Taxpayer tab for Eat Out to Help Out hits £850m –

Restaurant News

Diners ate more than 160m discounted meals in August thanks to the Chancellor’s Eat Out to Help Out scheme, at a cost of £849m, official data show.

The Treasury sponsored half the cost of meals up to £10 a head on Mondays, Tuesdays and Wednesdays in August to boost the hospitality sector after the first national lockdown.

New figures from HM Revenue and Customs revealed that more than 49,000 restaurants, pubs and cafes claimed a total of £849m by the end of September. The Treasury had originally budgeted £500m for the scheme. 

Julian Jessop, an independent economist and fellow at the Institute of Economic Affairs, said: “Some of the cash will have subsidised meals that would have been bought anyway. Some of the rest may simply have diverted spending from other activities. We will never know for sure, but it seems unlikely that this was a sensible use of £849m.”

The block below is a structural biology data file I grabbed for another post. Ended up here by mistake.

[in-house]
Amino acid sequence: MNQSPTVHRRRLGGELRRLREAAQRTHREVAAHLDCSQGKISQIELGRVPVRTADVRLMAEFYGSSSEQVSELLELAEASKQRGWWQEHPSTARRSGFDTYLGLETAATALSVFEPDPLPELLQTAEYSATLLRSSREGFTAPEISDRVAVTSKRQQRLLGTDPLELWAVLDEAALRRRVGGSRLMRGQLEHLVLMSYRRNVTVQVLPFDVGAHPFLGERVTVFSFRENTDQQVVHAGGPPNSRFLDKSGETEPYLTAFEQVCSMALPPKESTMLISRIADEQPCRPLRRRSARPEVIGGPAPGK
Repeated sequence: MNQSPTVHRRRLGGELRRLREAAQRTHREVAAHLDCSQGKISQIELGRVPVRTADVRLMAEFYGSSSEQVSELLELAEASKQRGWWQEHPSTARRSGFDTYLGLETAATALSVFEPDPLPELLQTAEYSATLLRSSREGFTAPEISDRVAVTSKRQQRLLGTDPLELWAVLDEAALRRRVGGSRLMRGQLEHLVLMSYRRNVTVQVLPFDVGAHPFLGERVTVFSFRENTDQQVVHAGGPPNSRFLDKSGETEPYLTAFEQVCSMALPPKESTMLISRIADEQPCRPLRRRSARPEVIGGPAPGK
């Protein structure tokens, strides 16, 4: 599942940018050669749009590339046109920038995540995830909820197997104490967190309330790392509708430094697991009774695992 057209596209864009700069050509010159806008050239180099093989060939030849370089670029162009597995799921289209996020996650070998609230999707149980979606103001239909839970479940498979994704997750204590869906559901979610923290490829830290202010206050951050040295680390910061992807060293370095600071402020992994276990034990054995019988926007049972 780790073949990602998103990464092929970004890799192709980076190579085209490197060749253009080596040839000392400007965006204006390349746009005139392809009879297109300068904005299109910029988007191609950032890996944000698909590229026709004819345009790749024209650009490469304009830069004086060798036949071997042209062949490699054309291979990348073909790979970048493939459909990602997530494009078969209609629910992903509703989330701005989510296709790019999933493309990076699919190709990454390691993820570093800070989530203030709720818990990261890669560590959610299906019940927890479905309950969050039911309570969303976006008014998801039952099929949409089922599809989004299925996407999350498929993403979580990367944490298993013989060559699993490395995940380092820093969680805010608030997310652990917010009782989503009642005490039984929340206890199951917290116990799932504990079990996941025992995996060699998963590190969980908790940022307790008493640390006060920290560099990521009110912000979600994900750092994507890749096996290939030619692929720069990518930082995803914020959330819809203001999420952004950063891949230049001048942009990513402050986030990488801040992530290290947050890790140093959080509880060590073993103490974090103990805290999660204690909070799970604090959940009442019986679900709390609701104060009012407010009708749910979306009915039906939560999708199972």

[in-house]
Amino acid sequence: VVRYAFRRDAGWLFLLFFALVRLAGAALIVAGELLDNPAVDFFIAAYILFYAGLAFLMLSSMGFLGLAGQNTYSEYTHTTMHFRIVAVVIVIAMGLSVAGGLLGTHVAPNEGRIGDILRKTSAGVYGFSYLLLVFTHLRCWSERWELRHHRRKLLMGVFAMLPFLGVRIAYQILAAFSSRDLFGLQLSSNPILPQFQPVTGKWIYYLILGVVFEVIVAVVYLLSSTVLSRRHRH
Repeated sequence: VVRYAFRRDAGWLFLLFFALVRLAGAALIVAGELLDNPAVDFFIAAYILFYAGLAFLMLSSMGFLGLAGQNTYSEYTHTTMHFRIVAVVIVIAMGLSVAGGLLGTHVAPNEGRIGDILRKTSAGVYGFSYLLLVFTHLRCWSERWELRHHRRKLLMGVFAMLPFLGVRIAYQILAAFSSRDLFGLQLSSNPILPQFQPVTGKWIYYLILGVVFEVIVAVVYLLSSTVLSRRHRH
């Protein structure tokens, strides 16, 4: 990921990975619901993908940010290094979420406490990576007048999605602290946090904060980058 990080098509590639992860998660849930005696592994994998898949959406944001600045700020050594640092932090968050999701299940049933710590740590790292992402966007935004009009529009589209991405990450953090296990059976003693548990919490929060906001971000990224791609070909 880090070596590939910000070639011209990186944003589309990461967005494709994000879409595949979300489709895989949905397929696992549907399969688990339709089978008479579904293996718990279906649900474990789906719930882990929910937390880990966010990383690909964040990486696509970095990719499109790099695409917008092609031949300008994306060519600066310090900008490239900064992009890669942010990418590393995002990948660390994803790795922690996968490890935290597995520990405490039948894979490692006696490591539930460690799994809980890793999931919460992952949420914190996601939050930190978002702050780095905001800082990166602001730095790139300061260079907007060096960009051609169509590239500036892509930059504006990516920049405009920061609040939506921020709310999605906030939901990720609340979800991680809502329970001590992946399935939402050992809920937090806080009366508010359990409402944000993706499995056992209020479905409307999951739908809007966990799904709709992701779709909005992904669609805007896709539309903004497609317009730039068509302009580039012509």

The majority of claims – 55pc – were from restaurants, with pubs accounting for 28pc.

Data published at the end of August had shown £522m was claimed over 100m meals, but while the scheme closed for diners in August, businesses could claim the subsidy from the Government until the end of September, hence the updated total.

Official inflation figures for September show the price of dining out rose after the end of the scheme.

Although the policy helped to lure people back to eating out, it has been blamed for contributing to Britain’s second wave of Covid-19, with the Prime Minister Boris Johnson admitting that it “may have helped to spread the virus”.

A study by the University of Warwick showed there was a spike in Covid-19 infection clusters a week after the scheme’s launch.

The Government also came under fire for refusing to provide additional cash for meals for children from struggling families during the school holidays.

However, the Chancellor has defended the project and suggested that similar policies could be deployed to help sectors such as theatres.

Asked whether he was considering a winter version of the policy in the Spending Review, the Chancellor told Sky News this month: “We want to get consumers spending again, get them out and about, we’ll look at a range of things to see what the right interventions are at that time.”

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